• In February 2003, just a few weeks before the U.S. invaded Iraq, Davidson found a couple of Iraqi merchants living in Jordan who were in favor of the coming invasion, telling Davidson’s listeners that the invasion would do wonders for Iraq’s economy. “Mohammed,” one of the merchants, told Davidson: “I’m very optimistic about the economy of Iraq.” The war decimated Iraq’s economy, destroyed its infrastructure and was responsible for hundreds of thousands of deaths.
  • Davidson then moved to Baghdad and went to work whitewashing the brutality and violence of the war and occupation. In a 2004 Los Angeles Times op-ed, Adam Davison claimed that American military violence played no part in Iraqi anger at the occupation, and suggested that Americans hadn’t committed serious violence of any sort. Instead, Davidson argued that the reason the U.S. wasn’t winning the Hearts and Minds of the Iraqi people was because America had not successfully rooted out Saddam-era corruption. “It’s common to hear Iraqis say the U.S. regime is just like Hussein’s. At first, I found this bizarre. The U.S. is not hacking the ears off of innocent people. The U.S. isn’t massacring entire villages. But I learned that when Iraqis make the Hussein comparison, they’re talking, in large part, about corruption.” By focusing on Saddam-era corruption, Davidson made it seem as though the problem in Iraq was that Iraq wasn’t Americanized enough, rather than the violence of the American invasion and occupation.
  • After living in Baghdad for a year, Davidson had to suddenly flee the country in 2004, fearing for his life after being accused of working for the CIA. Later, Davidson admitted that he had a tight and undisclosed relationship with occupation officials, who regularly visited his Baghdad home and revealed to Davidson that the situation was much worse than was being reported. Rather than telling his listeners as a journalist should, Davidson protected the occupation authorities: “The ones I liked I’d invite over to the house. I mean, I genuinely liked them, but also we’d get them a little drunk on wine. We’d tell them,hey, tonight everything’s off the record. And we’d get real information...we’d get these people over to our house, they’d have some wine, and they’d be like, ‘oh, it’s so much worse than you know.’”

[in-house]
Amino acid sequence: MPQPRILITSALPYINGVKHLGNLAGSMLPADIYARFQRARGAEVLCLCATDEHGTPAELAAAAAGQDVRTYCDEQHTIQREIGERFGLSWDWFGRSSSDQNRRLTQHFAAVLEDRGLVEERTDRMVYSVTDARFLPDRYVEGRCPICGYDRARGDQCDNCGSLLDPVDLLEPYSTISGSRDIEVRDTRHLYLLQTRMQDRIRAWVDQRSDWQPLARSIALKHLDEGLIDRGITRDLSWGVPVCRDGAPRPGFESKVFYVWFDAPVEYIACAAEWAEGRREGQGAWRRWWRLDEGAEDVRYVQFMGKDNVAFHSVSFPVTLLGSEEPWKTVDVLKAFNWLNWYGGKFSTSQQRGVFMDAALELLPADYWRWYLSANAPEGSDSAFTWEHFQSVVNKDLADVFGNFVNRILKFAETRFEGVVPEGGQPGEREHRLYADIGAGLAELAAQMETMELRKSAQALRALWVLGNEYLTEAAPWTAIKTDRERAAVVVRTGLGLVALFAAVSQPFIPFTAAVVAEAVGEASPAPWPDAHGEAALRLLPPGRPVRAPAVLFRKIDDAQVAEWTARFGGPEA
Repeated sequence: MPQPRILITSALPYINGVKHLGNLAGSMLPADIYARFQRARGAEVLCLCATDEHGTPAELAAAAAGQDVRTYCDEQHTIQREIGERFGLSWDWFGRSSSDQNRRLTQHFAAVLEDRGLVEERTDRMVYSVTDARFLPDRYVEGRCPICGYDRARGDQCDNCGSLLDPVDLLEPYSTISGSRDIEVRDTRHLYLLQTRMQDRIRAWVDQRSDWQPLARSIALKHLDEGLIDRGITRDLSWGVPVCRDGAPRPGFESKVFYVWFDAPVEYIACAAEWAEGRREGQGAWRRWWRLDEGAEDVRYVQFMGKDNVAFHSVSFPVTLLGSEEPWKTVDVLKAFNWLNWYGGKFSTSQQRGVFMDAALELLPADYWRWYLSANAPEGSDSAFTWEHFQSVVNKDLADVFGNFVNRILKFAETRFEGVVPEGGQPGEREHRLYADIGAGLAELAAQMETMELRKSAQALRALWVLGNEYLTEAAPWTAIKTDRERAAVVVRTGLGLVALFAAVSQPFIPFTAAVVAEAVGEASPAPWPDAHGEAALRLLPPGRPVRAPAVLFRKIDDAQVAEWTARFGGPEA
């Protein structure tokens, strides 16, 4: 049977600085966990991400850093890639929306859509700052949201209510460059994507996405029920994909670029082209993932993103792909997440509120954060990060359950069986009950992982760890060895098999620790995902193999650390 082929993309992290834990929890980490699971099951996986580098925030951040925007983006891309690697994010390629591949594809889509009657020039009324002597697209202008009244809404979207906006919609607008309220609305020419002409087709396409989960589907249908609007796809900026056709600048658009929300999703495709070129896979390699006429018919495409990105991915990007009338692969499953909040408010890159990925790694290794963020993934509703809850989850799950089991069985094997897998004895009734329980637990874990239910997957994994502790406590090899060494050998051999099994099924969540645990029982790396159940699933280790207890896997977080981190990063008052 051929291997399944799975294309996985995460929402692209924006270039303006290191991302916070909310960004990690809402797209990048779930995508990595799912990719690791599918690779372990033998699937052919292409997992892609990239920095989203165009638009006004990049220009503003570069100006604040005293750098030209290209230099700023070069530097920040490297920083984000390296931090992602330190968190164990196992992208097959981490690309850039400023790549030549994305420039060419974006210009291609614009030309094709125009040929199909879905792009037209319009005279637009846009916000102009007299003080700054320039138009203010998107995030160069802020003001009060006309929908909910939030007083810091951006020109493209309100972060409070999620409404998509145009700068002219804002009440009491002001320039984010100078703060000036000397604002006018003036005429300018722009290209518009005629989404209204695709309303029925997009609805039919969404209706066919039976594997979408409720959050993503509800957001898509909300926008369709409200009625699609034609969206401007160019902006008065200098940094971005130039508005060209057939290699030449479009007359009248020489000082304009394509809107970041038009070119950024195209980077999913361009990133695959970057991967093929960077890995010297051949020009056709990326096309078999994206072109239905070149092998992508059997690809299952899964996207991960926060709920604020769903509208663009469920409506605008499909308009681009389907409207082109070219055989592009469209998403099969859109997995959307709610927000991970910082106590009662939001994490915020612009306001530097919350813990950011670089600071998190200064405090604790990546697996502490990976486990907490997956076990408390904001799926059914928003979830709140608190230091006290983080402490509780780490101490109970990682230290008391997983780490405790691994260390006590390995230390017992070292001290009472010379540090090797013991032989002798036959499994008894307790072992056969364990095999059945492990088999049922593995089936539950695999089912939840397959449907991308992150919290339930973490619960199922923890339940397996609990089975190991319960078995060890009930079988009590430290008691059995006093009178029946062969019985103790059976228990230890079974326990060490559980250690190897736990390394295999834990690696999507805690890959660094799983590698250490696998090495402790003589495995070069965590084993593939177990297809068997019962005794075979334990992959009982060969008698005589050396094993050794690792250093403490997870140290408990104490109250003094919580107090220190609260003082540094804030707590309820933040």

• In 2006, now working at NPR as a business reporter, Davidson criticized the Sarbanes-Oxley Act, legislation passed in the wake of Enron to tighten corporate financial accountability and make top executives criminally liable for fraud happening under their watch. “The U.S. has a bunch of crazy rules that came out of a time of hysteria in the U.S. They don’t make any sense,” Davidson told listeners. This was part of a larger push by Wall Street and corporate interests to gut Sarbanes-Oxley. Among those pushing the same PR line against Sarbanes-Oxley as Davidson were Americans for Prosperity, Heritage Foundation and even Charles Koch himself. [ 1 ]
  • In 2007, Davidson boosted for the Honduran sweatshop industry, and promoted sweatshop labor in general, which he said was a great opportunity offering women upward mobility. Making socks in a sweatshop is “the only way she can improve her life,” Davidson said of one Honduran young woman he profiled for NPR’s “All Things Considered.” He did not mention that Honduran sweatshop workers routinely develop incapacitating back and spinal injuries working 12-hour shifts with little or no breaks, face workplace abuse and intimidation, and earn about 65 cents per hour. Meanwhile the CEO of Gildan, a Canadian garment company doing business in Honduras that Davidson praised in his program, took home $11 million in compensation in 2009. more


  1. I got myself banned from a local coffee shop for pointing out that the NPR broadcast they were listening to was wildly misrepresenting economic facts on the ground. When the owner of the shop rolled her eyes at me patronizingly (because it was so uncool of me not to take NPR as gospel, don't ya know) it annoyed me.

    Normally I let such things slide. Instead I decided just that once not to take the nonsense. I told the owner she was an idiot and she told me never to come back to her shop.

    Fun for the whole family!

  2. That's the insidiousness of NPR. Because most people associate them with rational, educated thought, the triumph of neoliberalism can be at least partly traced to its triumph at NPR. My parents were long-time contributors and I watched their opinions track right along with the rightward swing of news coverage at PBS / NPR. I am not sure I would start a fight with a coffee shop owner but who am I to give advice? I got into a hassle with a long-time friend by just rolling my eyes and snarling "Nice Polite Republicans" under my breath when he quoted them.